Netanyahu in key talks to save coalition as he resists calls for snap polls

Israeli Prime Minister Benjamin Netanyahu (C) adjusts his tie as he is accompanied by cabinet secretary Tzachi Braverman (R) while they attend a state memorial ceremony for his late predecessor Golda Meir at Mount Herzl in Jerusalem on November 18, 2018. (Photo by Menahem KAHANA / AFP)

Israeli PM says elections now would be ‘unnecessary and wrong,’ ahead of what he called last-ditch talks to hold his embattled coalition together

Israeli Prime Minister Benjamin Netanyahu resisted calls for snap polls on Sunday, saying elections now would be “unnecessary and wrong,” ahead of what he called last-ditch talks to hold his embattled coalition together.

Netanyahu’s right-wing coalition was thrown into crisis on Wednesday after defence minister Avigdor Lieberman’s resignation over a controversial Gaza ceasefire deal, leading to speculation over whether early elections were inevitable.

After Lieberman’s withdrawal along with his Yisrael Beitenu party, Netanyahu’s government was left clinging to a one-seat majority in the 120-seat parliament.

Key coalition partners say that is unworkable, but elections are not due until November 2019.

Israeli Prime Minister Benjamin Netanyahu resisted calls for snap polls on Sunday, saying elections now would be “unnecessary and wrong,” ahead of what he called last-ditch talks to hold his embattled coalition together.

Netanyahu’s right-wing coalition was thrown into crisis on Wednesday after defence minister Avigdor Lieberman’s resignation over a controversial Gaza ceasefire deal, leading to speculation over whether early elections were inevitable.

After Lieberman’s withdrawal along with his Yisrael Beitenu party, Netanyahu’s government was left clinging to a one-seat majority in the 120-seat parliament.

Key coalition partners say that is unworkable, but elections are not due until November 2019.

The crisis was set into motion with Lieberman’s resignation on 14 November over the ceasefire a day earlier that ended the worst escalation between Israel and Palestinian armed groups in Gaza since a 2014 war.

Lieberman labelled the truce “capitulating to terror” and slammed Netanyahu’s recent decision to allow Qatar to send millions of dollars in aid to the blockaded Palestinian enclave.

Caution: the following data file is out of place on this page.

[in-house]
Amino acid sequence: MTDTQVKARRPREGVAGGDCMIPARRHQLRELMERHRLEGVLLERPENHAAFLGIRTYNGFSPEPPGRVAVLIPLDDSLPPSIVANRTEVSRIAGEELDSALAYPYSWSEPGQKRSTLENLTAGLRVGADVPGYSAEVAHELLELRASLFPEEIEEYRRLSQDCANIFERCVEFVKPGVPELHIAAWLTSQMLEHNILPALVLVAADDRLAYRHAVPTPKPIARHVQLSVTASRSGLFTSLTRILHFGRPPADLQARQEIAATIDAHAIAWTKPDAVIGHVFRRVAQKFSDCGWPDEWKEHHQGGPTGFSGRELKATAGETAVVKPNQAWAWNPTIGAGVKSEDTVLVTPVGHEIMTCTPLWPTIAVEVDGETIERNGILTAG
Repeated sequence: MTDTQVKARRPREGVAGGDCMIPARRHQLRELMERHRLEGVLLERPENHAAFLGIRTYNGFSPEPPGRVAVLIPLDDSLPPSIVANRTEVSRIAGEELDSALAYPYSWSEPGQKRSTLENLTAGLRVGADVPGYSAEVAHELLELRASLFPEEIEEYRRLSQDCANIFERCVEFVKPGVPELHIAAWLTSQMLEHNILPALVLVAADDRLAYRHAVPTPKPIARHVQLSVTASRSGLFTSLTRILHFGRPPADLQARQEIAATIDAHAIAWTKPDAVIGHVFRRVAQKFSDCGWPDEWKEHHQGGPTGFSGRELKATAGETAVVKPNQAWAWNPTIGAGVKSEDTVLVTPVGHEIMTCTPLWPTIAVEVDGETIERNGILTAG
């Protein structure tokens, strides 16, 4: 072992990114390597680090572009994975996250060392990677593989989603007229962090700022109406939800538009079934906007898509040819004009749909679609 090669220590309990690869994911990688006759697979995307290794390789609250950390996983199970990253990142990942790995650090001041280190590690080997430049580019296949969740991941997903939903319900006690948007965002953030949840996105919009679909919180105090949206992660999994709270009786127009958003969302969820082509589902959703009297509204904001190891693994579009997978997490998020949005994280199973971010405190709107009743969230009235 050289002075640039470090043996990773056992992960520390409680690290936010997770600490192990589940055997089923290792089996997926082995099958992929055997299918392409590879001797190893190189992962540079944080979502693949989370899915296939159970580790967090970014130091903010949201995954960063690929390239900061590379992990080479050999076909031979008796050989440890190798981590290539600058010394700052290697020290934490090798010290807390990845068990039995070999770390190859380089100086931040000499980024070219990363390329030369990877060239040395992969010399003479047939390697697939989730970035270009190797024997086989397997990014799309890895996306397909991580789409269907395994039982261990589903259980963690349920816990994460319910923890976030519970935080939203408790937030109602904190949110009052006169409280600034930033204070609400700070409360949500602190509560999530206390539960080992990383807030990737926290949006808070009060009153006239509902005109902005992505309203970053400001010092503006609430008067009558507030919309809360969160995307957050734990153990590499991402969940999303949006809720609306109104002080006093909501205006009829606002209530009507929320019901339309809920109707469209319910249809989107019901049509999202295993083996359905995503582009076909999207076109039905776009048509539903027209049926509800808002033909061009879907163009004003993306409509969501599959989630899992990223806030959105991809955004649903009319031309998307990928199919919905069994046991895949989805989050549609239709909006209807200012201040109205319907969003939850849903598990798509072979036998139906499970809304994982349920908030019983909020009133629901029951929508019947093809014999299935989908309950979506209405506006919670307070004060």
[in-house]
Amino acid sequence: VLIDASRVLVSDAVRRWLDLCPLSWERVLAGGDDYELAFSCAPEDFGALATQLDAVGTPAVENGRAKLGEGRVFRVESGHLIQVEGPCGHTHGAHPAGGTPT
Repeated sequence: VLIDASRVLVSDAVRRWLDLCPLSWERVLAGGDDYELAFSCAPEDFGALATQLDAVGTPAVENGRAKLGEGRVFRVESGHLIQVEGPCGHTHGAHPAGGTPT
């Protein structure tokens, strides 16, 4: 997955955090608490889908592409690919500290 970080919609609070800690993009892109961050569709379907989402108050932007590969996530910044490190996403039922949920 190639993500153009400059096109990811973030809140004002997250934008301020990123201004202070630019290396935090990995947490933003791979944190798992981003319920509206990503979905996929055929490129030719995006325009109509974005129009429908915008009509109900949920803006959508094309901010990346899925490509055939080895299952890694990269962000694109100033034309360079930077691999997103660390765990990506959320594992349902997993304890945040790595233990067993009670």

Israeli residents of southern communities hit by barrages of rockets from Gaza last week have also staged protests calling for tough action against Hamas, with which Israel has fought three wars since 2008.

Palestinians in Gaza have been protesting every Friday since 30 March as part of the Great March of Return.

The protest campaign calls for an end to the 11-year Israeli blockade on Gaza and for Palestinian refugees’ right of return to the lands that their families fled during the establishment of the state of Israel in 1948.

Since the demonstrations began, the Israeli army has killed more than 200 Palestinian protesters and wounded thousands more, according to Gaza’s health ministry.

An Israeli poll published after the ceasefire found 74 percent of respondents were unhappy with Netanyahu’s handling of the escalation with Gaza and Hamas, which governs the besieged enclave, though it also showed his party would still easily win the most seats.

There has long been speculation that the premier may call elections before they are due in 2019, particularly with police having recommended charges against him in two corruption probes.

The attorney general is expected to announce a decision in the coming months whether to pursue charges against him.

Some analysts believe he would be better positioned to combat them with a fresh electoral mandate.

But Netanyahu would want to make such a move at the most advantageous time – not with public attention focused on the Gaza ceasefire.

Source: Middle East Eye

LEAVE A REPLY